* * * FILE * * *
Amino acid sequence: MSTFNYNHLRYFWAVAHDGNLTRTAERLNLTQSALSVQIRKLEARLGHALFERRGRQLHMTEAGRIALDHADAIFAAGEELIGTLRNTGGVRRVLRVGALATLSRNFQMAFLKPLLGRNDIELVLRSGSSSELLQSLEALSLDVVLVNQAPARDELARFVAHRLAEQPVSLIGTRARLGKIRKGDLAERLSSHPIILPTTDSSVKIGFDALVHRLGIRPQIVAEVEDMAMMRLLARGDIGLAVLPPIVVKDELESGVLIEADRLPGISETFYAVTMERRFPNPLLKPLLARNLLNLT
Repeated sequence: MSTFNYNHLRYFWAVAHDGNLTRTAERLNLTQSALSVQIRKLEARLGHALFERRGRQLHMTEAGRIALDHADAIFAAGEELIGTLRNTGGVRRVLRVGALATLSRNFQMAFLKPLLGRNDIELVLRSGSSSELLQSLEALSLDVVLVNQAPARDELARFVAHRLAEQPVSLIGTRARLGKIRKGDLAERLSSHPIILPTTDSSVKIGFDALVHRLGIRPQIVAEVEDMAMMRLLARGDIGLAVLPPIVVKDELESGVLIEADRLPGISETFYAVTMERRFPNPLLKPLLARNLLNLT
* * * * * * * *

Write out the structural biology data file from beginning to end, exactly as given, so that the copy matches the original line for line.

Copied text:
Amino acid sequence: MSTFNYNHLRYFWAVAHDGNLTRTAERLNLTQSALSVQIRKLEARLGHALFERRGRQLHMTEAGRIALDHADAIFAAGEELIGTLRNTGGVRRVLRVGALATLSRNFQMAFLKPLLGRNDIELVLRSGSSSELLQSLEALSLDVVLVNQAPARDELARFVAHRLAEQPVSLIGTRARLGKIRKGDLAERLSSHPIILPTTDSSVKIGFDALVHRLGIRPQIVAEVEDMAMMRLLARGDIGLAVLPPIVVKDELESGVLIEADRLPGISETFYAVTMERRFPNPLLKPLLARNLLNLT
Repeated sequence: MSTFNYNHLRYFWAVAHDGNLTRTAERLNLTQSALSVQIRKLEARLGHALFERRGRQLHMTEAGRIALDHADAIFAAGEELIGTLRNTGGVRRVLRVGALATLSRNFQMAFLKPLLGRNDIELVLRSGSSSELLQSLEALSLDVVLVNQAPARDELARFVAHRLAEQPVSLIGTRARLGKIRKGDLAERLSSHPIILPTTDSSVKIGFDALVHRLGIRPQIVAEVEDMAMMRLLARGDIGLAVLPPIVVKDELESGVLIEADRLPGISETFYAVTMERRFPNPLLKPLLARNLLNLT